Saturday, July 24, 2010

Flag It: A Look at the Language of Racing Flags

I had originally posted this information on Foxsports a couple years ago.  However, as I was at the track a couple weeks ago, I realized again how often people do not know what the flags mean.  So, here is a refresher for you.  Remember that local tracks and sanctioning bodies may have different rules for each flag (or may not even use some of these flags).

One of my favorite things to do during a race is watch the flagman.  Regardless if it is a six lap heat race or a 400 mile race, the flagman is conversing with all the drivers during the whole event.

Knowing what the flags mean helps the spectator understand what is going on during the race.  Most race fans know the basics, but are unable to explain what the black flag with white cross means.  Be forewarned, however, that different series have different rules pertaining to the flags they display.

Green Flag:  Shown to start the race.  Will typically be shown when no other flag is appropriate.  Some sanctioning bodies (USAC, WoO, IMCA) will only count laps run under green flag conditions, others (Nascar, IRL, F1) will count laps run under other flags.  An Interesting note, Formula One now uses a green light system to start the race, but before that used the National Flag of the country to start the race.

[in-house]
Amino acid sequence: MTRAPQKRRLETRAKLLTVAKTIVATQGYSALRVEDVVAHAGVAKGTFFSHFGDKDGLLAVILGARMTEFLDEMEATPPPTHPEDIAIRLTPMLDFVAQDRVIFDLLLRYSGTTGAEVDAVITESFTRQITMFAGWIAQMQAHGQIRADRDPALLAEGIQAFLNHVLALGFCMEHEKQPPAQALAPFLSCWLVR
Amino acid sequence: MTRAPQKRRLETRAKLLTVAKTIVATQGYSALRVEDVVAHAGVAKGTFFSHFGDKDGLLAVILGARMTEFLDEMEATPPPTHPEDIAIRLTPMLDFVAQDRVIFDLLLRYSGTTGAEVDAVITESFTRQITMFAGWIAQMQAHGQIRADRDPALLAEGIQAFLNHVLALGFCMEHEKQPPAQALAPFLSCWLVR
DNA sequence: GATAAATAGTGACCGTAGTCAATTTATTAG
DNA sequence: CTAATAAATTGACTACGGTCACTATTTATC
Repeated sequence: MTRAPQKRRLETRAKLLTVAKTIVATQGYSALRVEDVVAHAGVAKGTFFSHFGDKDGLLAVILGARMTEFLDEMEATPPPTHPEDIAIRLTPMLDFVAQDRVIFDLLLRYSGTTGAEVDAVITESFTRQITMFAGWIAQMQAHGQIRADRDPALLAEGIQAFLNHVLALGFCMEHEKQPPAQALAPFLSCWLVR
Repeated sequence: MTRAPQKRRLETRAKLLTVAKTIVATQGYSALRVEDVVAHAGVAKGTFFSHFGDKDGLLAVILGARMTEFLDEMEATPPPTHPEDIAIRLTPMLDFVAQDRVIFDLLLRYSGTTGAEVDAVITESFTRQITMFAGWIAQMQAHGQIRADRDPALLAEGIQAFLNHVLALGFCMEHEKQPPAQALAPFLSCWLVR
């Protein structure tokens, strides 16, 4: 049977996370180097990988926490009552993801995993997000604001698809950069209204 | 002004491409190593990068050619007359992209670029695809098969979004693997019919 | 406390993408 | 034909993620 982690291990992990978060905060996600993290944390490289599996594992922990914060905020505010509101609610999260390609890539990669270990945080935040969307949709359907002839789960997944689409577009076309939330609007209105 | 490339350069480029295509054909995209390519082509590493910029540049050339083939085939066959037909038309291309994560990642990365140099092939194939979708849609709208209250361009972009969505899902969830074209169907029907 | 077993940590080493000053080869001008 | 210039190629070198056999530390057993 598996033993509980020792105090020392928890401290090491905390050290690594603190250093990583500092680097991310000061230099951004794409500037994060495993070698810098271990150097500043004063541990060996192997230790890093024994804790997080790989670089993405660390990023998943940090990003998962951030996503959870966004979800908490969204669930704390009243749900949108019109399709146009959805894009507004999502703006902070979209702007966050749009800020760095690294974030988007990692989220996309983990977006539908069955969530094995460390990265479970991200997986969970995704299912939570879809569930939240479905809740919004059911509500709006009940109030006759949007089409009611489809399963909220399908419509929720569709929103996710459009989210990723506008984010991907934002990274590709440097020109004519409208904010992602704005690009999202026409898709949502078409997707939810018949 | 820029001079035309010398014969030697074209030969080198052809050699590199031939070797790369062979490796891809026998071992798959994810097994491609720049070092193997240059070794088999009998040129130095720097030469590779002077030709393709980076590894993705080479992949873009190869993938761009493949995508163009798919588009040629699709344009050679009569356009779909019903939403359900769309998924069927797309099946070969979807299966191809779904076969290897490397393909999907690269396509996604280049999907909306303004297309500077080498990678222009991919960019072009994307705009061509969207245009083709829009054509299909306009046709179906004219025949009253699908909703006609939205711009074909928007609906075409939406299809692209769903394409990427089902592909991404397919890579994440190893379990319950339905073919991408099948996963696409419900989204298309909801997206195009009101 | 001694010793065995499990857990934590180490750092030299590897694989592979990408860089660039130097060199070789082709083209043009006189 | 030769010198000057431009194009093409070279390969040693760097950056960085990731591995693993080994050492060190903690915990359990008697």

Yellow Flag:  Slow and maintain position as there is a hazard on the track.  Universal.  In Formula One, the location and movement of the flag or flags indicate where the hazard is on the track or off the track.  This flag is also used by Nascar to indicate during a practice session that cars should pit immediately.

Yellow & Red Stripped Flag:  Varies slightly by sancationing body:  In Nascar,  used on road courses only to indicate debris or slippery condition. 
 In F1, it means a "deterioration of adhesion" due to oil or water on the track ahead.   In IRL, means oil or slippery condition.

Red Flag:  Stop immediately.  Usually indicates the track is unsafe or blocked.  In F1, it indicates the cars should immediately go to pit road.

Red with Yellow Cross:  Pits are closed.  Used primarily in the IRL.  Not used in F1.  Nascar may have used in the past, but does not use currently. 

Black Flag:  Shown to individual car.  Means penalty of some sort, and consultation in the pits is required.  Some sanctioning bodies use to indicate mechanical problems as well as driving problems.  If shown for consecutive laps (usually between 2-4) , with driver ignoring the flag, will eventually mean the car is no longer scored.  Formula One uses two other black flags, one which is be half white with diagnoal stripe, which means car has committed unsportsmanlike conduct.  And the other is black with an orange disk, indicating mechanical problems, pull into pits immediately.

Black Flag with White Cross:  Car no longer scored.  Shown after car ignored Black Flag.  Also indicates whatever you did wrong is now more serious as you just disregarded race officials request for a consultation.

Blue with Yellow Stripe:  Faster car approaching.  In Nascar, does not mean you must give way.  In F1, this flag is solid blue.

White Flag:  One lap left in race.

Checkered Flag:  Race is complete.  Car who finishes laps first, wins.

White with Red Stripe or Cross:  In IRL, with Red Cross means ambulance on course.  


Information from,,,, and wikipedia.  Flag artwork from,, and